|After the March selloff following the one-day market shakeup initiated by the Chinese market, I was expecting a continuation to the downside. Clearly, this has not occurred so far, as markets have recovered most of the losses. |
From the fundamentals perspective, the impact of the housing crisis on the US economy is not yet clear. Capital spending is getting lower, and with oil prices still high, the effect on the economy may be worse than expected. The US situation, however, is not having that much of a negative impact on the global economy, which continues to grow at a fast pace. How a trader should position him- or herself with respect to interest rates between the need to control inflation and a slowing economy is difficult to say, and a weak US dollar can generate inflation. A process has begun that will project new countries and areas as important actors on the global scene. The western countries will find benefits as new markets for consumers and infrastructure develop.
However, current imbalances cannot find smooth solutions. Adjustments are usually fast and painful. We saw in May 2006 last year the first signs of what could happen, then again last month in March 2007.
|Currently, buying the selloff has provided good returns in accordance with statistics of similar past events, but emerging markets represent the weak ring of the chain. They have overextended their gains; they are not mature and are therefore speculative. A change of risk assessment about these markets might generate high volatility. |
Technically, after the selloff, we have seen a recovery characterized by low volatility. Small daily ranges on up days, although an eight-day consecutive streak has been printed, indicate that the public is not putting fresh money into the market. Nonetheless, prices have gone up very close to the top. Could this be a distribution phase? Actually, it seems that the market does not have great potential to the upside.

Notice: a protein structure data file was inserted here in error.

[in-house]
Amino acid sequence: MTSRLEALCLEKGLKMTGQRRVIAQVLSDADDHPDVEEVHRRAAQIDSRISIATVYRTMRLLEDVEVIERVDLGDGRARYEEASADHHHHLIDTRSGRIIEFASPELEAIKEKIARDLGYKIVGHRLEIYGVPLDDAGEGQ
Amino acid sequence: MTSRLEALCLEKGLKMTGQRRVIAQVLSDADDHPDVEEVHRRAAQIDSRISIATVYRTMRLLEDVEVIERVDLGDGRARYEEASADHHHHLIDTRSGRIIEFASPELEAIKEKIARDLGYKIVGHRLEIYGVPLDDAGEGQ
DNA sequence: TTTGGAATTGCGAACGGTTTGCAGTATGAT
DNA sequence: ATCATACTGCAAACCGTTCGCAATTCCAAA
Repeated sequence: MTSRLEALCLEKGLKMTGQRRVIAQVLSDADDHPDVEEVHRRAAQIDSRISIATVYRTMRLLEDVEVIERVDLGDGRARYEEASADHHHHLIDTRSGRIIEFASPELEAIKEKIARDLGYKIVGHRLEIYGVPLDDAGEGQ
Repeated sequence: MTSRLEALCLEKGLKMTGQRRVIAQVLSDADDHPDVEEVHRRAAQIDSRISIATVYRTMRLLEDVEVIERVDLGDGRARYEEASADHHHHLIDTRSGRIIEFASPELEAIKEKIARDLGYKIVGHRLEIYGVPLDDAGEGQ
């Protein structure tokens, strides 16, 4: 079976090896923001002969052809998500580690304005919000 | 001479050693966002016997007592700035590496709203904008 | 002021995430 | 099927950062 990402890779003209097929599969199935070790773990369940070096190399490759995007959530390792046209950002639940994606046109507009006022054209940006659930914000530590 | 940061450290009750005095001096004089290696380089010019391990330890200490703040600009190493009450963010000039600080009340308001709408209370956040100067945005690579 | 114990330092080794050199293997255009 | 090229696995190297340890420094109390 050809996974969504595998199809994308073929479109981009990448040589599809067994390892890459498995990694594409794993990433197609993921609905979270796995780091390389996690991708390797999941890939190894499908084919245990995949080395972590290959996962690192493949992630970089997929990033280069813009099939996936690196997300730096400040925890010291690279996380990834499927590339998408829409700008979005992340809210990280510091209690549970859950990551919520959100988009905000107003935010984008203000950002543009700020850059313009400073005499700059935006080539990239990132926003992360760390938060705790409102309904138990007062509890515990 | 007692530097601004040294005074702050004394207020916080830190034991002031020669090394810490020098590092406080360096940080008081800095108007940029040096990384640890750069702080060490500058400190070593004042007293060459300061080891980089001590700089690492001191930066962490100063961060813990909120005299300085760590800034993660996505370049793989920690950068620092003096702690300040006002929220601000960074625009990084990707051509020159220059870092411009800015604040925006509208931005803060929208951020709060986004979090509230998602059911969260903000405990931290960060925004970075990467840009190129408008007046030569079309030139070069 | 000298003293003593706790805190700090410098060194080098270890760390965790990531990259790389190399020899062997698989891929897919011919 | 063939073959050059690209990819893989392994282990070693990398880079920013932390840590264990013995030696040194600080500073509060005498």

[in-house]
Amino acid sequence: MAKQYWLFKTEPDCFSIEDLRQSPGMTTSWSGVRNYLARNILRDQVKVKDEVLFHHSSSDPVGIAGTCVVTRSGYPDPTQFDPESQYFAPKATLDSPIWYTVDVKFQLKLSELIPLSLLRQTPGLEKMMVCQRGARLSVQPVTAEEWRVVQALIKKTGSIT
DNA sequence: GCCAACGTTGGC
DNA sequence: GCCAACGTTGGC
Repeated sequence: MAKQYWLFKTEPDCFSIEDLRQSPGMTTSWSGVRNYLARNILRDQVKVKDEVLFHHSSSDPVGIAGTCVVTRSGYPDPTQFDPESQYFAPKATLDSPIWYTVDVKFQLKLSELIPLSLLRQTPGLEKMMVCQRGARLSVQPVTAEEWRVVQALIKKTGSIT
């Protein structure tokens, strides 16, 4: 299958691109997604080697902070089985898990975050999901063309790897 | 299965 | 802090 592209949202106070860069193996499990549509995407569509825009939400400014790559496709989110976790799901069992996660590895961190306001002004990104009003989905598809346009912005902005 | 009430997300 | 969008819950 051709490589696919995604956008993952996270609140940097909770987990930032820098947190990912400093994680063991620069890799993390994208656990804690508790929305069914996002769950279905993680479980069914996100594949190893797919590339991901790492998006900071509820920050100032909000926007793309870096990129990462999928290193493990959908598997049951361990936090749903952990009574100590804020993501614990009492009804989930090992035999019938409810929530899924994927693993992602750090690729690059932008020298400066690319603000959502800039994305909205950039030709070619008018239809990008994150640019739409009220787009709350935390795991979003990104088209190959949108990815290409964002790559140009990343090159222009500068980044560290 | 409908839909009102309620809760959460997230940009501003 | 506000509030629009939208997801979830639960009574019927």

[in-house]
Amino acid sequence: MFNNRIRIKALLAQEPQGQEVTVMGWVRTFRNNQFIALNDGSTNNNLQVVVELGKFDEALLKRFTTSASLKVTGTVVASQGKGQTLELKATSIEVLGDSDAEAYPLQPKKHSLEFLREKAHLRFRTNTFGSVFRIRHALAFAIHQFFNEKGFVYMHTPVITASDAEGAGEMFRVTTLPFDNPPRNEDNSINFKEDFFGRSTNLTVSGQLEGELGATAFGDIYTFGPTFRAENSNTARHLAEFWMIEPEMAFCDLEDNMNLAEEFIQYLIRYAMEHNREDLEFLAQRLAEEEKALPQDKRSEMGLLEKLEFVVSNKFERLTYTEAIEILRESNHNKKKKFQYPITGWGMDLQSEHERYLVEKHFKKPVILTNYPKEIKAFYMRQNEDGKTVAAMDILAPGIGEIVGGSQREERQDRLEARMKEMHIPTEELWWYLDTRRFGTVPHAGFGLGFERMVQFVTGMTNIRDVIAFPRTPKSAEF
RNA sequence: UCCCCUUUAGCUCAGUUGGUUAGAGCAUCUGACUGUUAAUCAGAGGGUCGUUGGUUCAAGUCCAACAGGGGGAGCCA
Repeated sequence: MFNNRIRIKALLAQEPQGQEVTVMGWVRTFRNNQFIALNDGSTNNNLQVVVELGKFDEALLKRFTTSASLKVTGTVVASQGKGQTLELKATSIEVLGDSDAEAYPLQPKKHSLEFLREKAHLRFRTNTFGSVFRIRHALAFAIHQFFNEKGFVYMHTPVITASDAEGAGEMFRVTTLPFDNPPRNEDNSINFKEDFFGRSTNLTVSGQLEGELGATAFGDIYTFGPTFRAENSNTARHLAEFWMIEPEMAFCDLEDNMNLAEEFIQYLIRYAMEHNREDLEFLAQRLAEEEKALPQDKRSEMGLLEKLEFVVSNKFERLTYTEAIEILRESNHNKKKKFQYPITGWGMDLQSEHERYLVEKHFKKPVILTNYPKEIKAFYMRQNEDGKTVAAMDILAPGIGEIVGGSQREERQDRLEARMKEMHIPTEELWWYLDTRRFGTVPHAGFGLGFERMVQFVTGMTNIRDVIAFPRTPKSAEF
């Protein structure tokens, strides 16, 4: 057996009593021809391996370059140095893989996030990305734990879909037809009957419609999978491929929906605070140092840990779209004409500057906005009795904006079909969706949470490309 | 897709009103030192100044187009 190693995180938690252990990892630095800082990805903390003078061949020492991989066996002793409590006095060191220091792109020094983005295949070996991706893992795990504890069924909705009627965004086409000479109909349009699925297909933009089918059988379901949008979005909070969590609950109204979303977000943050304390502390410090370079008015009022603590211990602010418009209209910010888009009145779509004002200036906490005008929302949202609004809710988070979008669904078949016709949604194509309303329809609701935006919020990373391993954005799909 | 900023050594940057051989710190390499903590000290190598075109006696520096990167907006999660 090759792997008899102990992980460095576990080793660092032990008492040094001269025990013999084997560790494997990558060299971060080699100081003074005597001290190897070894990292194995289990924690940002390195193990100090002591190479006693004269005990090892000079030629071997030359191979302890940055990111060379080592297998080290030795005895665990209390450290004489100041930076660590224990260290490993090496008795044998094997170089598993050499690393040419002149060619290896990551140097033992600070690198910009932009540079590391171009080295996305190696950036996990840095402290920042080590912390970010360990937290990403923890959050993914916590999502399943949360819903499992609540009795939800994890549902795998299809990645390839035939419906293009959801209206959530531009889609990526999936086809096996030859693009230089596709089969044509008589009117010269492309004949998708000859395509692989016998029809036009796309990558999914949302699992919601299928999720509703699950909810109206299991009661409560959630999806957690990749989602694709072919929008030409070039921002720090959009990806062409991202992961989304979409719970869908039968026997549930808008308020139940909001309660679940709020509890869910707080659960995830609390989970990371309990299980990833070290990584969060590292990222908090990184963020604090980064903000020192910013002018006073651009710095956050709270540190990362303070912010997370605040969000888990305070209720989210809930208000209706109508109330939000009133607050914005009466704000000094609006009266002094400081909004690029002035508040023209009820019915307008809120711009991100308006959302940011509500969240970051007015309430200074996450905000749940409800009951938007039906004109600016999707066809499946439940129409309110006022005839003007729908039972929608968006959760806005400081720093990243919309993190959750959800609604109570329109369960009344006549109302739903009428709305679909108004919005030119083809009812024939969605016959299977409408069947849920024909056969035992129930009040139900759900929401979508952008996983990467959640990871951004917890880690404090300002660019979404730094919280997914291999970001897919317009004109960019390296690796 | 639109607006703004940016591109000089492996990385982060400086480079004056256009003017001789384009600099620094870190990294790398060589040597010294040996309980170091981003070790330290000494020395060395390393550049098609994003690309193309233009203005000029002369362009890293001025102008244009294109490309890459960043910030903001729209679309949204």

|FIGURE 1: EMINI S&P, DAILY. The money flow displays a negative divergence, which is not signaled by the OBV.|
|Graphic provided by: TradeStation.|
|In Figure 1, you can see the emini S&P daily chart. I used the money flow indicator (pink) to assess the possibility of an ongoing distribution phase. The money flow is built around the "average price," which is calculated using the average of the open, close, high, and low of a bar. Positive money flow occurs when the current bar's average price exceeds the previous bar's average price. It is calculated by multiplying the current bar's volume and its average price. The positive money flows are then summed over a specified number of bars and divided by the sum of all the specified money flows. |
The formula is: Money flow = 100 * Sum of positive money flow / Sum of all money flow
In the same chart I have inserted also the on-balance volume (OBV) (blue in the figure). The OBV distinguishes between up volume and down volume. When prices close lower one day than they closed the day before, the volume is considered down volume and assigned a negative value. When prices close higher than they closed the day before, the volume is considered up volume and assigned a positive value. OBV is a running total of down volume and up volume.
In a healthy trend, the indicators track the price action. When a divergence between price action and the indicator occurs, it can be a signal that the market trend is about to change.
At the daily level the money flow displays a short-term divergence in coincidence with the last pivot high. The OBV moved comfortably along a rising trendline. Overall, the S&P is not highlighting significant elements to assess that a distribution phase is ongoing.
|FIGURE 2: EMINI NASDAQ, DAILY. Both indicators show negative divergences. Investors have been more prudent after the end of February selloff.|
|Graphic provided by: TradeStation.|
|The situation is different in Figure 2, where you can see the emini NASDAQ. Here, both indicators show negative divergences developed during the last month. Investors after the selloff have been more prudent in putting their money into technology stocks.|
The long-range candle to the downside printed on February 27 indicated that prices would continue to move to the downside. However, the retracement has been significant, displaying that this market uptrend is very resilient. That is why, in summary, I would not expect excessive weakness, but rather a sideways move to develop from here with volatility more to the downside and a retest of the lows in the near future. In fact, for the moment I see the markets trapped to the upside by weak fundamentals with some concerns from emerging markets, which could open a negative longer-term phase.
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